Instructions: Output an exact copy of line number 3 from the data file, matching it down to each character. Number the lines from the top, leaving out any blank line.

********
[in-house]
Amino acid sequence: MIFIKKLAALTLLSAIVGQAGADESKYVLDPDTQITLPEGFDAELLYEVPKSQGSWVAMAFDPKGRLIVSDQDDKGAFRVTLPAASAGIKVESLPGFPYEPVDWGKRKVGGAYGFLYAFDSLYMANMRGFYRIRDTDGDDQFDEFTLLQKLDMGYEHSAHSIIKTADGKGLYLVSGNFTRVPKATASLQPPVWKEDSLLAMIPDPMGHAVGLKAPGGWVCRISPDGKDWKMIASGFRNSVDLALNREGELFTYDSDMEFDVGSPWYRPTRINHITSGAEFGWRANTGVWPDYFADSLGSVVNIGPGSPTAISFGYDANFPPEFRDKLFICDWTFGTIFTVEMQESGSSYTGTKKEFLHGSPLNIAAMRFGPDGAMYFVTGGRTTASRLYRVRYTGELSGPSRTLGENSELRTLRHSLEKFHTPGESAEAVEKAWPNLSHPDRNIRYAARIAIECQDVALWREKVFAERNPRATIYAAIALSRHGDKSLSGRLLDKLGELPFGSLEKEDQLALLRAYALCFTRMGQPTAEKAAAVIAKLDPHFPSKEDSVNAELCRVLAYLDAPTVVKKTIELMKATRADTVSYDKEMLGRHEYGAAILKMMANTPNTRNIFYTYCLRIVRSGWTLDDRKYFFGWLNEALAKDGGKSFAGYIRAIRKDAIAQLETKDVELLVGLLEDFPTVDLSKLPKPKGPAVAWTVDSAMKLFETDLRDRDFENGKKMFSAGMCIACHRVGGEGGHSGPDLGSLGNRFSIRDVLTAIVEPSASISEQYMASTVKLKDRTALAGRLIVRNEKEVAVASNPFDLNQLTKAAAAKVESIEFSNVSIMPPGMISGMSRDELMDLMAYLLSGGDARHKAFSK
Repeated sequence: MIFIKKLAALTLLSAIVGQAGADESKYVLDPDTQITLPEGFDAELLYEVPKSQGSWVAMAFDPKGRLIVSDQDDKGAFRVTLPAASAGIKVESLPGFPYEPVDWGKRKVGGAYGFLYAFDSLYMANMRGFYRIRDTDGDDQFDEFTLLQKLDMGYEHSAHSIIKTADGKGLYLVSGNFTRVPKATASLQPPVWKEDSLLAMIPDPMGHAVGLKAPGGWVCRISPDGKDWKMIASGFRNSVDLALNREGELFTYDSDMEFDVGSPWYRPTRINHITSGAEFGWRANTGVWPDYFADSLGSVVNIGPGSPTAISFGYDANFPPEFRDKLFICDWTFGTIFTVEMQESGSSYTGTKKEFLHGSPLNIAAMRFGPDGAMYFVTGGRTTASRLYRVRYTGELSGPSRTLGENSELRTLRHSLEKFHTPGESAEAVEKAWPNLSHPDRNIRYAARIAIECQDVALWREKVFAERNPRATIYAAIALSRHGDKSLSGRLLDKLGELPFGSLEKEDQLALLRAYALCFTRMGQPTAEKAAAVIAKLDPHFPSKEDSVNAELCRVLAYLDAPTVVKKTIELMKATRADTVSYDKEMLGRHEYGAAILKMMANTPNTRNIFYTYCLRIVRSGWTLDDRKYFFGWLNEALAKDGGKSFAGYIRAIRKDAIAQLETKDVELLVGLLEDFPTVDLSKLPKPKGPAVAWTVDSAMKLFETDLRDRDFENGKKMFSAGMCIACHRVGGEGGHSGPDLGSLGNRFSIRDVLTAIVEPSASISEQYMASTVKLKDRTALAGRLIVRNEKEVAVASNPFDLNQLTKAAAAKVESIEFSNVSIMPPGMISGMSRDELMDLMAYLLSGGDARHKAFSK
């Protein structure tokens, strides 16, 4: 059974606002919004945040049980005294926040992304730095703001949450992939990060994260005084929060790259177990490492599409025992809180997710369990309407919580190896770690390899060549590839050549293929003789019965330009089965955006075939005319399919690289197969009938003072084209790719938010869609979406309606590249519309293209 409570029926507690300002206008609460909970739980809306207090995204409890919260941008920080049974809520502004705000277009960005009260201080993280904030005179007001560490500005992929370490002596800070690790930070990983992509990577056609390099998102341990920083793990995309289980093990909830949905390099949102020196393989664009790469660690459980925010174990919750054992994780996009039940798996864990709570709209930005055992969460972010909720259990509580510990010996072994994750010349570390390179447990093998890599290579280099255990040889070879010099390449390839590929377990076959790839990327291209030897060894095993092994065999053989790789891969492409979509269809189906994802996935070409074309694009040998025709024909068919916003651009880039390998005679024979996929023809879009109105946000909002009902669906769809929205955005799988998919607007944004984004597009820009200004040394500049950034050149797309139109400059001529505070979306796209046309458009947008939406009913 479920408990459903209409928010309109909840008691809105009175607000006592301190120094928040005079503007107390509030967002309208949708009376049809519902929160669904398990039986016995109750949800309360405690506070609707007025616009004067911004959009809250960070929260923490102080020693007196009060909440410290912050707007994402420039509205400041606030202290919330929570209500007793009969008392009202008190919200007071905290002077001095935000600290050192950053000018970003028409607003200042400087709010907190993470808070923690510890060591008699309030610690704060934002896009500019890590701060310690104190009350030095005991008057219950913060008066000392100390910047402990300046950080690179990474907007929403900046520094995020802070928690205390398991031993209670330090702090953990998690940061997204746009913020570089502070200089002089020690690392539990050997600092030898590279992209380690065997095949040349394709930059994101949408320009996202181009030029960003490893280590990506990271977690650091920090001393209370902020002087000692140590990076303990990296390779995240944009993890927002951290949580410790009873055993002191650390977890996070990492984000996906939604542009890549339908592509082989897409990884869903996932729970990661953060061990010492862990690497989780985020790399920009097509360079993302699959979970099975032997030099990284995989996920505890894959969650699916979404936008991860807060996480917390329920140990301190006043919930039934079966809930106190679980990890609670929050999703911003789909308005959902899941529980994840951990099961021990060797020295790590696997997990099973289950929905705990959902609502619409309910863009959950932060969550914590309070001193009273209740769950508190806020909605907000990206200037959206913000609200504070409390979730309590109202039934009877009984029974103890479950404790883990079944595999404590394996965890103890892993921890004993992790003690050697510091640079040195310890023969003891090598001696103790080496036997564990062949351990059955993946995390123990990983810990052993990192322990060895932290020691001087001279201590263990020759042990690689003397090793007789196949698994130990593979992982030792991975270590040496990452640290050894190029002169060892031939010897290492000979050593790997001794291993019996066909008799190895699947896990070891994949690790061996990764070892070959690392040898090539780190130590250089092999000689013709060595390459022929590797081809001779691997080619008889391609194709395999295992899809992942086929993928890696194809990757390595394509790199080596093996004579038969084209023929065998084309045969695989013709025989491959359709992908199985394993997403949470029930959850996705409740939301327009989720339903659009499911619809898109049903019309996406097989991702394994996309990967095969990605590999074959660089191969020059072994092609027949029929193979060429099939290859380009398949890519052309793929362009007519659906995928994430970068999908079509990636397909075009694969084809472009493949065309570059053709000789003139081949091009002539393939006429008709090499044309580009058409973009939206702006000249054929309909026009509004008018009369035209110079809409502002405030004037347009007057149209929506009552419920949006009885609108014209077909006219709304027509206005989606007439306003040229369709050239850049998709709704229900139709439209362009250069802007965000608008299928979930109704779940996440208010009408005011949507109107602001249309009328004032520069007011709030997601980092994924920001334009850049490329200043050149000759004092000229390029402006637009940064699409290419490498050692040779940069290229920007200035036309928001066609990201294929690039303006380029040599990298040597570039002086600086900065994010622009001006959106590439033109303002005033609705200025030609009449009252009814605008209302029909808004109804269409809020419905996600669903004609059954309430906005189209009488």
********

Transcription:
Repeated sequence: MIFIKKLAALTLLSAIVGQAGADESKYVLDPDTQITLPEGFDAELLYEVPKSQGSWVAMAFDPKGRLIVSDQDDKGAFRVTLPAASAGIKVESLPGFPYEPVDWGKRKVGGAYGFLYAFDSLYMANMRGFYRIRDTDGDDQFDEFTLLQKLDMGYEHSAHSIIKTADGKGLYLVSGNFTRVPKATASLQPPVWKEDSLLAMIPDPMGHAVGLKAPGGWVCRISPDGKDWKMIASGFRNSVDLALNREGELFTYDSDMEFDVGSPWYRPTRINHITSGAEFGWRANTGVWPDYFADSLGSVVNIGPGSPTAISFGYDANFPPEFRDKLFICDWTFGTIFTVEMQESGSSYTGTKKEFLHGSPLNIAAMRFGPDGAMYFVTGGRTTASRLYRVRYTGELSGPSRTLGENSELRTLRHSLEKFHTPGESAEAVEKAWPNLSHPDRNIRYAARIAIECQDVALWREKVFAERNPRATIYAAIALSRHGDKSLSGRLLDKLGELPFGSLEKEDQLALLRAYALCFTRMGQPTAEKAAAVIAKLDPHFPSKEDSVNAELCRVLAYLDAPTVVKKTIELMKATRADTVSYDKEMLGRHEYGAAILKMMANTPNTRNIFYTYCLRIVRSGWTLDDRKYFFGWLNEALAKDGGKSFAGYIRAIRKDAIAQLETKDVELLVGLLEDFPTVDLSKLPKPKGPAVAWTVDSAMKLFETDLRDRDFENGKKMFSAGMCIACHRVGGEGGHSGPDLGSLGNRFSIRDVLTAIVEPSASISEQYMASTVKLKDRTALAGRLIVRNEKEVAVASNPFDLNQLTKAAAAKVESIEFSNVSIMPPGMISGMSRDELMDLMAYLLSGGDARHKAFSK